In general, I like the way that hit points in 5e are much more explicitly linked with luck and fatigue rather than with actual cuts, scrapes and bruises, and also the way that recovery of these points is so much quicker and easier. There's less need for parties to be constantly scurrying back to safety after ten minutes of dungeoneering to get themselves healed, and it also means that a party without a cleric (or a guaranteed cheap supply of healing potions) can actually be a viable adventuring party.

That's all very well and good, but what about situations where your character is actually folded, spindled, and/or mutilated? I guess the easiest thing to do would be to reflect that condition with Ability Damage. That has two advantages:
  1. It doesn't require the addition of a new damage mechanic to the rules, and
  2. Ability damage is scary and hard and expensive to fix, and it can give combat meaningful consequences (and thus a good reason to find ways to avoid it if possible).
A potential down-side is that it could easily lead to the 'death-spiral' effect, which may make sadistic GMs rub their hands together and go "Muahahahahaaaa!", but isn't actually all that much fun to experience in play. It would need to be applied with a bit of thought rather than willy-nilly — I'd probably use it only as a consequence of a critical hit, or of long, bone-breaking falls and the like.

Anyway, the actual focus of this rambling is that I think it is wise to distinguish from the outset between RECOVERY and HEALING.
  • Recovery is what your character does when resting, or when a fighter gets their second wind or what-not. If all you're doing is getting back hit-points, you're recovering, not healing.
  • Healing is what you have to do to cure Ability Damage (in which I include such conditions as deafness or blindness, or loss of mobility due to injury or disease or whatever).
Magical means of recovery are pretty straightforward to identify: low-level "cure" spells are about it, along with Cure Wounds potions and so forth.

Magical healing, in the sense I've been using it here, is less easily categorized, though it doesn't take a lot of thought on a case-by-case basis. Heal, Restoration and Regenerate are three spells that spring immediately to mind; I haven't looked thoroughly enough through the current spells lists to be definitive. Generally, I'd say that if the wording of a healing spell indicates other effects over and above simple hit-point recovery, it's probably appropriate.

Natural healing can be handled by the GM pretty much as a matter of common sense. Broken bones will take a month or two to heal, while blindness caused by having one's eyes gouged out probably isn't going to get better on its own. Personally, I wouldn't worry too much about gross stuff like secondary infections and gangrene and so forth; it's just not very heroic or mythic to succumb to septicaemia after weeks of lying in your own pus. However, your mileage may, as they say, vary.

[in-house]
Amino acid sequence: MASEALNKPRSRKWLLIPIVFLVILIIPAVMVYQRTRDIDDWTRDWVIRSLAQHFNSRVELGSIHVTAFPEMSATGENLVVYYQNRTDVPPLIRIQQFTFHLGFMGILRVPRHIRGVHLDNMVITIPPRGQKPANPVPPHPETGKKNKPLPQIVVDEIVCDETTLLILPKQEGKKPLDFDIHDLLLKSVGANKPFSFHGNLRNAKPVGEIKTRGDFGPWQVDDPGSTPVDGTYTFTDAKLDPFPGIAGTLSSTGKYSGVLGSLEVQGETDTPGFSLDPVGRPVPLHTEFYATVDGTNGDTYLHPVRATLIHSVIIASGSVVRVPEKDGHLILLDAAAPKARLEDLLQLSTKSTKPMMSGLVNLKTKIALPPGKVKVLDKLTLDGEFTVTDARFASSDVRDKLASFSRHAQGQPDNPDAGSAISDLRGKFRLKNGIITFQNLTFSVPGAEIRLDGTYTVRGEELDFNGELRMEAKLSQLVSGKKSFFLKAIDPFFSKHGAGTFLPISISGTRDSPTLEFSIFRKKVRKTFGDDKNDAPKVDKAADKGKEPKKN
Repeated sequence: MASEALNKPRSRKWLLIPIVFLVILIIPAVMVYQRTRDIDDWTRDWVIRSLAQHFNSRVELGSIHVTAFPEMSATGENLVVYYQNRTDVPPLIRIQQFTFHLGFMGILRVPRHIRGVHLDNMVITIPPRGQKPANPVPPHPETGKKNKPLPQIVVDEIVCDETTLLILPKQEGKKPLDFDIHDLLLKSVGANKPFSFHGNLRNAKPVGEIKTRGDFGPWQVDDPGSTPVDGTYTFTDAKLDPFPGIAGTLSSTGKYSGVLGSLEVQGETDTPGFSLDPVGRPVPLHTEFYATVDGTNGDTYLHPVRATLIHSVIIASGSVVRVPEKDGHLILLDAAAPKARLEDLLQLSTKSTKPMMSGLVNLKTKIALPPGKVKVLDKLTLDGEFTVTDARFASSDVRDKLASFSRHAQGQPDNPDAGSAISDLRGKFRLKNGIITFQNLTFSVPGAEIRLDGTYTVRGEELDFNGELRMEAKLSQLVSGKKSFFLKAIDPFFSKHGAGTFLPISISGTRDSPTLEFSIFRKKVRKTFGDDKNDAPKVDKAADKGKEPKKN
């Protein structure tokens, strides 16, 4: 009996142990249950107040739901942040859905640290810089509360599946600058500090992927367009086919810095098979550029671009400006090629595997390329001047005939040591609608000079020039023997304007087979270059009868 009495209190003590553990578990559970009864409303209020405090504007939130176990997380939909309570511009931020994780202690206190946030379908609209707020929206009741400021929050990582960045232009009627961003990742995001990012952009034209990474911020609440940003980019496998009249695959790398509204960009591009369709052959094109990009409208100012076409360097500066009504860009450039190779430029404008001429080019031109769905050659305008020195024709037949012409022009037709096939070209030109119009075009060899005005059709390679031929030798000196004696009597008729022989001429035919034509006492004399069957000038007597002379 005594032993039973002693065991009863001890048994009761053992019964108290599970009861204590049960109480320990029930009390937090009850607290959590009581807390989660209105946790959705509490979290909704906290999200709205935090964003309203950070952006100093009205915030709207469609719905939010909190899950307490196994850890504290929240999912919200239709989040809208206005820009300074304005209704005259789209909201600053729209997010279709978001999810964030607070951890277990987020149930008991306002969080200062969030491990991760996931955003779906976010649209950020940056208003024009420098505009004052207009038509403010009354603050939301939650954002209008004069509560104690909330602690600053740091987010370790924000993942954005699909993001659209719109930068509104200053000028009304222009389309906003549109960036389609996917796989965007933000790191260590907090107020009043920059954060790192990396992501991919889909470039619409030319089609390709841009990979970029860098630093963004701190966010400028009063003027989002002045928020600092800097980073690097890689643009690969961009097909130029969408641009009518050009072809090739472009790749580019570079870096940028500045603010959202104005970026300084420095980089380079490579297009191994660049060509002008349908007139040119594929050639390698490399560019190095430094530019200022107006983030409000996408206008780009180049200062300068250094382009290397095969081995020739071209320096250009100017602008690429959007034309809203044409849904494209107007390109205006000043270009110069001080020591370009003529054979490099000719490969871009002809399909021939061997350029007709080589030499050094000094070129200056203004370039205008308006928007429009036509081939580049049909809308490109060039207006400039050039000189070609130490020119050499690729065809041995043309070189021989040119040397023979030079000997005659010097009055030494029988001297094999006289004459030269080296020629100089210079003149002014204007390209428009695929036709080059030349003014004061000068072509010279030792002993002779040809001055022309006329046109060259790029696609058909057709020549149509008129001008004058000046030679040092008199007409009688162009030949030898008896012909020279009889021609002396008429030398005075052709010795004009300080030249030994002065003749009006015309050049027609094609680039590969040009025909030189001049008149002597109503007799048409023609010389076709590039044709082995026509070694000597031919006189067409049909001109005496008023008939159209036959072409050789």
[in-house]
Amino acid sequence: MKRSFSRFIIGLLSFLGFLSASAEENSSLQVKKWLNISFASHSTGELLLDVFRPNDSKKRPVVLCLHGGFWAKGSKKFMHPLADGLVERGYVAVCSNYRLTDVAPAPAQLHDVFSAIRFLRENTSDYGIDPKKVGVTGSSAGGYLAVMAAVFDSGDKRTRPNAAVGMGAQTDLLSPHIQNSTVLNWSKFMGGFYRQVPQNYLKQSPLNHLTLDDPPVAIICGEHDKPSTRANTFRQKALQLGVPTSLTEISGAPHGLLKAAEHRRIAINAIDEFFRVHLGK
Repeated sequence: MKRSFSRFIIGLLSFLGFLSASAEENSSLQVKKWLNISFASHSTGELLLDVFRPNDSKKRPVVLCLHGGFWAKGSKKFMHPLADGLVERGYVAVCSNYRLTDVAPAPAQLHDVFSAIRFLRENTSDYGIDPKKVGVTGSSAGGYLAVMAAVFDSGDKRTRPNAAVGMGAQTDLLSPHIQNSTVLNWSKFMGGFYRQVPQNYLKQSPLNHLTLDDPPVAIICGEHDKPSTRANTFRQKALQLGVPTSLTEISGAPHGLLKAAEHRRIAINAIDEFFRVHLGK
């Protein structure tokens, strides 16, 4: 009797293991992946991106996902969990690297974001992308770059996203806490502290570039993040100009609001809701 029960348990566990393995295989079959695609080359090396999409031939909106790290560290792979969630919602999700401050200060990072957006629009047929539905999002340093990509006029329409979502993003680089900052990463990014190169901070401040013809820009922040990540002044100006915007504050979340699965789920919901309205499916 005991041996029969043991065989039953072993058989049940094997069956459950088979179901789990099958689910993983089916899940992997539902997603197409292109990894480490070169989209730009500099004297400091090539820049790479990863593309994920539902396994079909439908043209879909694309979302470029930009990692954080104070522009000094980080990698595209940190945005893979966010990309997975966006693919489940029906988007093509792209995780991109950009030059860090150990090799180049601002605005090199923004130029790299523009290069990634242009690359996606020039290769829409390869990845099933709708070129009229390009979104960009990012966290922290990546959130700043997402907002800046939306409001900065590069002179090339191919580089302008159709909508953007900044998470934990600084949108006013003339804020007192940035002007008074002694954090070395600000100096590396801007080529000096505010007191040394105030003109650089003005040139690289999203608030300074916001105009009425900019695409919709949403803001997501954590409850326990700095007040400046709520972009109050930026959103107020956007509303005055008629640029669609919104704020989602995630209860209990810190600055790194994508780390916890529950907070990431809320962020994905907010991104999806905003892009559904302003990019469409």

Wednesday, September 17, 2014

D&D5e — Find Familiar... not on my watch!

And so begins the tinkering.

The D&D5e version of the Find Familiar spell is one with which I have many issues. It not only drastically changes the way that the spell works from earlier editions, but it also messes with the nature of familiar spirits as represented in myth and legend.

It really should be renamed Summon Cheap Little Expendable Reconnaissance Robot. Here's the text of the spell as written on page 240 of the PHB, along with my comments.

FIND FAMILIAR

1st-level conjuration (ritual)
Casting Time: 1 hour
Range: 10 feet
Components: V, S, M (10 gp worth of charcoal, incense, and herbs that must be consumed by fire in a brass brazier)
  • Waaaaaaay too cheap. 10gp? Pffft! 
Duration: Instantaneous
You gain the service of a familiar, a spirit that takes an animal form you choose: bat, cat, crab, frog (toad), hawk, lizard, octopus, owl, poisonous snake, fish (quipper), rat, raven, sea horse, spider, or weasel. Appearing in an unoccupied space within range, the familiar has the statistics of the chosen form, though it is a celestial, fey, or fiend (your choice) instead of a beast.
  • I can see why people would want to be able to choose the vessel for their familiar spirit, but one of the big things about the old version of the spell was the gamble. You got a toad? Suck it up! Also, I'm inclined to have the magic-user have to supply an appropriate vessel animal to be filled, if they want to be able to choose the form the familiar takes. 
Your familiar acts independently of you, but it always obeys your commands. In combat, it rolls its own initiative and acts on its own turn. A familiar can't attack, but it can take other actions as normal.
  • That's OK to a degree, but in my view while a familiar is incarnate, it will keep at least some sense of self-preservation. So if you order it to do something clearly dangerous, it may... be reluctant. 
When the familiar drops to 0 hit points, it disappears, leaving behind no physical form. It reappears after you cast this spell again
  • OK, I can live with his I guess, though unlike in the olden days, there's no real down-side to a magic-user losing a familiar, except that they've got to cast the spell again. Quelle horreur! I prefer the old way, in which the death of a familiar actually cost the magic-user a permanent loss of hit-points so that there's an incentive to keep it alive.
While your familiar is within 100 feet of you, you can communicate with it telepathically. Additionally, as an action, you can see through your familiar's eyes and hear what it hears until the start of your next turn, gaining the benefits of any special senses that the familiar has. During this time, you are deaf and blind with regard to your own senses.
  • I'd add a feedback penalty here: if the familiar is attacked and damaged while you're linked with it in this way, you take the damage as well due to psychic shock.